Sin Jun-young is a major star – actor, pop idol, model (much like Kim Woo-bin who plays him) – and we meet him refusing to film a death scene, which we shortly after learn is because he is dying of an inoperable brain tumour. He of course hasn’t told anyone this, but he has started searching for his ex-girlfriend No Eul (Bae Su-ji, better known as Suzy from K-pop group Miss A), who handily turns up on his doorstep trying to persuade him to take part in a documentary series. Directing this show will save her career, which is faltering thanks to a bribe she accepted to stop investigating a corrupt company – a bribe she desperately needed to keep loan sharks at bay.
As last month was pretty much a failure on the books front, I decided to turn to a medium that has helped me out of slumps before: comics. At the start of the month, Tim and I treated ourselves to a trip to Forbidden Planet, where we spent far too much on comics. This was one of the random books I picked up.
The choice wasn’t completely out of the blue. I’ve read a few things from Oni Press and always enjoyed them – Scott Pilgrim and Ivy being cases in point. Like Scott Pilgrim, Lucky Penny is about someone in their early adulthood struggling to figure out life and largely failing. But without superpowers.
Penny Brighton loses her job and her roommate on the same day and, no longer able to afford rent, decides to move into a friend’s storage unit. She talks her way into a job at a launderette and flirts with a guy at the local gym to get free showers there. She adopts a stray cat for company. She fends off would-be looters most nights. She’s surviving, but can she really keep this up? Can she turn life into something better than survival?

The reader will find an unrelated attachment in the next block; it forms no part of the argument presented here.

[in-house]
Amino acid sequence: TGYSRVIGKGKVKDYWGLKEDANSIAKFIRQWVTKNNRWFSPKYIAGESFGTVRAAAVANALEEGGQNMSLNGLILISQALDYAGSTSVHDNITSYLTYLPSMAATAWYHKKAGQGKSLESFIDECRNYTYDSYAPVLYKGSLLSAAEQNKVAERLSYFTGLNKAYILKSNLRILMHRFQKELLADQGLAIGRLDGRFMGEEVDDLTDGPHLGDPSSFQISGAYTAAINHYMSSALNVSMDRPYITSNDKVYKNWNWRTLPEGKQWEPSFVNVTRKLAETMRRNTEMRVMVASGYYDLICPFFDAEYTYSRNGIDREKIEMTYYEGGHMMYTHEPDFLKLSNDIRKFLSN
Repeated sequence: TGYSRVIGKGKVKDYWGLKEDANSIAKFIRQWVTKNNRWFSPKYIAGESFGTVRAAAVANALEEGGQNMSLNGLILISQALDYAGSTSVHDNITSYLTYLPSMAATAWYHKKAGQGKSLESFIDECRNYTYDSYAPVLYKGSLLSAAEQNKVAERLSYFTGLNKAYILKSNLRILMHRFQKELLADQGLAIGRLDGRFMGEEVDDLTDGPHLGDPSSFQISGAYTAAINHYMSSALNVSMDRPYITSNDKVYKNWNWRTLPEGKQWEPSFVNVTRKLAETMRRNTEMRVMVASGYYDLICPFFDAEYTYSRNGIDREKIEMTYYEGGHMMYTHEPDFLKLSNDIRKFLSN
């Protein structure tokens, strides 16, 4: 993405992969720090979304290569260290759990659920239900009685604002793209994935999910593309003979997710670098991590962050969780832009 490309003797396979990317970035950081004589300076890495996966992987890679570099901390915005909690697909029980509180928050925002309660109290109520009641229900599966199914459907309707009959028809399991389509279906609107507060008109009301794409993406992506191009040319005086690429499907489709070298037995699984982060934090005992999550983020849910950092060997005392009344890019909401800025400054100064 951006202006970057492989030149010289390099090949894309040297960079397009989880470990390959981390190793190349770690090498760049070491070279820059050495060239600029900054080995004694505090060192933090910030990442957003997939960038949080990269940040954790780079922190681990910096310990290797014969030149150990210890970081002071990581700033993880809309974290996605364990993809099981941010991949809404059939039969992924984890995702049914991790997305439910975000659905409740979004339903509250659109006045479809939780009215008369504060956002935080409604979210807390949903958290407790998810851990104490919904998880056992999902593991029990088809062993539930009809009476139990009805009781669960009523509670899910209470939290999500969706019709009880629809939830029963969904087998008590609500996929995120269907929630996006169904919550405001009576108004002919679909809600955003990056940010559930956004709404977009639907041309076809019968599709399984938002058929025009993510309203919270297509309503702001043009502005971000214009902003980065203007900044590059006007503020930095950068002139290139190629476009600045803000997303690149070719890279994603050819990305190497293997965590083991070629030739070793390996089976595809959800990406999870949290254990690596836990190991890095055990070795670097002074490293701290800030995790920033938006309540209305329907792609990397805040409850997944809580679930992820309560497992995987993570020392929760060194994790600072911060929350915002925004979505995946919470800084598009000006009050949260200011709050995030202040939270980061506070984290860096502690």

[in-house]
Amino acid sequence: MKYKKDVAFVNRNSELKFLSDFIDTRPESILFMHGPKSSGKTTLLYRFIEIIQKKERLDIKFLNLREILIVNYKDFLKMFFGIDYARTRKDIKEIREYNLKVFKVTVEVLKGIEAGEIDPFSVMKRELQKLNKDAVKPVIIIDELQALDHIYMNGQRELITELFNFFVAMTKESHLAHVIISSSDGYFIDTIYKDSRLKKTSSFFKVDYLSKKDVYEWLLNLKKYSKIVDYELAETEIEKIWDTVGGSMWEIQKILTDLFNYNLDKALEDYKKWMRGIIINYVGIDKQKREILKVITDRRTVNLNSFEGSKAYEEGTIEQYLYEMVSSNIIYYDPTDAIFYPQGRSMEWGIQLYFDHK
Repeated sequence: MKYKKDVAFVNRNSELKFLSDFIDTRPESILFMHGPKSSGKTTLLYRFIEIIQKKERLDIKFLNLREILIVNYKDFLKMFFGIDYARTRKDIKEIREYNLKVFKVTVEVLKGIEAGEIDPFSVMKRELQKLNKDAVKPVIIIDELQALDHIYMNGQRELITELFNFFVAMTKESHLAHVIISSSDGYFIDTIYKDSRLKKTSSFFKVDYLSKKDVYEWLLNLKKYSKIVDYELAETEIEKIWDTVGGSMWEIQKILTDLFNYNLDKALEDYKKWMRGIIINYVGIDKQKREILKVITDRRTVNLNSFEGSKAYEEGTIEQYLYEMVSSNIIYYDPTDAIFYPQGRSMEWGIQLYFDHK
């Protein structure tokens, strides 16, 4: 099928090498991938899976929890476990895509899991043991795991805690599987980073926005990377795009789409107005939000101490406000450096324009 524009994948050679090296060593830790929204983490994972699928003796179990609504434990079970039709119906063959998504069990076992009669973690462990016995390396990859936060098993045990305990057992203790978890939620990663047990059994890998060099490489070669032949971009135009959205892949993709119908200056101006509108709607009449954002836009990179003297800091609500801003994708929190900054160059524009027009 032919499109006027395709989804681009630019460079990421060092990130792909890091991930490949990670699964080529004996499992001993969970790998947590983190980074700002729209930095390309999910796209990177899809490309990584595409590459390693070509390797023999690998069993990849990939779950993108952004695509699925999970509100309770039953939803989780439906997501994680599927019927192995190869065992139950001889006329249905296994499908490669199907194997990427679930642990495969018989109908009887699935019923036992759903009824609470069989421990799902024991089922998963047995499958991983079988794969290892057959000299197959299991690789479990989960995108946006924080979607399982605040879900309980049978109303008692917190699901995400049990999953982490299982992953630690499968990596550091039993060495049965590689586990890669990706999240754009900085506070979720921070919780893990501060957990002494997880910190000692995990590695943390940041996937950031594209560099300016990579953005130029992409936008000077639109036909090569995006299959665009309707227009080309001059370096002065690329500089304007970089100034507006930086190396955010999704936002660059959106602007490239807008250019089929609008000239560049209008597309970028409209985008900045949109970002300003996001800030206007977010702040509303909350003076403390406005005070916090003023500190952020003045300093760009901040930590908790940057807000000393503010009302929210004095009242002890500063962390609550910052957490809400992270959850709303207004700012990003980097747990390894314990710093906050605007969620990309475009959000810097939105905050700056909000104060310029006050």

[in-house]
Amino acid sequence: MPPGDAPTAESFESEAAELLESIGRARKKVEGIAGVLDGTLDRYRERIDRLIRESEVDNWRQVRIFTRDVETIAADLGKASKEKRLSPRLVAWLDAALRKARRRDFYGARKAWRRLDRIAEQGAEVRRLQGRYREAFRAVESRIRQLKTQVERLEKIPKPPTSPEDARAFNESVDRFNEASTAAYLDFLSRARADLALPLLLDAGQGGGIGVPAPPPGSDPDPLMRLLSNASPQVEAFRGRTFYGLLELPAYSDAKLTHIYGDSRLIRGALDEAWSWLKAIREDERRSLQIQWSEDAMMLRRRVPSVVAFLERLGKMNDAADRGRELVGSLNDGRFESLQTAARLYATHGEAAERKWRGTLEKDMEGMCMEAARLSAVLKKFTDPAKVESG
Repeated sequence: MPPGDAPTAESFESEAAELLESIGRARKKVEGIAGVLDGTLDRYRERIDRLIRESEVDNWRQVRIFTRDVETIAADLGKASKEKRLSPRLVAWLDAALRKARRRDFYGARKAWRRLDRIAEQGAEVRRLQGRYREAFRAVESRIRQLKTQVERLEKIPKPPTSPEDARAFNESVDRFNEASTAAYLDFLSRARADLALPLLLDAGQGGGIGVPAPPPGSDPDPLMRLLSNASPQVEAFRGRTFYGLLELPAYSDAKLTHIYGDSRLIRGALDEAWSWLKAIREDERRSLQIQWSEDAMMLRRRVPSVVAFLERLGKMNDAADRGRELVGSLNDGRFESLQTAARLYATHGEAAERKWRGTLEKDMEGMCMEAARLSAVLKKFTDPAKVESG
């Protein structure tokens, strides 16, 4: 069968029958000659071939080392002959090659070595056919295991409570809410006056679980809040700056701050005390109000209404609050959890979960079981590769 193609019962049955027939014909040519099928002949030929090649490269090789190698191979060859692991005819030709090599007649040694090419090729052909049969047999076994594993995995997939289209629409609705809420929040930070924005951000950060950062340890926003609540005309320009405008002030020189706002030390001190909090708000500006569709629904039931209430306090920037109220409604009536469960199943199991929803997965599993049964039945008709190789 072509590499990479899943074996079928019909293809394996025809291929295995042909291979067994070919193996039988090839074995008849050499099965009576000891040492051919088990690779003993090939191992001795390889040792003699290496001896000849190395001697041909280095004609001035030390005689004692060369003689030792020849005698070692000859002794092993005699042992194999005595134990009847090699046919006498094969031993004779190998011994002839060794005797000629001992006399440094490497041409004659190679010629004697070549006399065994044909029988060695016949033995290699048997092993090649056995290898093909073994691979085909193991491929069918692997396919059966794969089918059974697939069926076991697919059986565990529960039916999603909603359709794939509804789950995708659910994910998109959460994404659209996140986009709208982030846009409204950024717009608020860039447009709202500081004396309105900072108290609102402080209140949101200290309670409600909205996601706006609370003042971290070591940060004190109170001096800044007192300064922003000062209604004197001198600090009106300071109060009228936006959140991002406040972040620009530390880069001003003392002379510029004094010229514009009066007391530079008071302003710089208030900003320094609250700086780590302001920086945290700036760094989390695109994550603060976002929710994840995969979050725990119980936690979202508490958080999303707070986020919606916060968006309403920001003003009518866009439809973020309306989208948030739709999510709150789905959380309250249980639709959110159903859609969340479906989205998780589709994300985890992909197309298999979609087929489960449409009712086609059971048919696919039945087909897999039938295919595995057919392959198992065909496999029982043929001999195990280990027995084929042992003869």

I think this might be my favourite K-drama so far. It’s another one recommended to me as having a kickass female lead, and this time I actually agree. It’s not perfect, but it has a lot going for it.
The setting is Haneul Sports University in Seoul. Our lead characters are 21-year-old athletes from three of the university’s sports teams: swimming, rhythmic gymnastics and weightlifting. There’s swimmer Jung Joon-hyung (Nam Joo-hyuk) who would be the best swimmer on the team but he keeps getting panic attacks at competitions. There’s his ex-girlfriend Song Shi-ho (Kyung Soo-jin) a rhythmic gymnast who has just come back from the national training centre after losing her place on the national team. And of course Kim Bok-joo (Lee Sung-kyung), the star weightlifter in her year.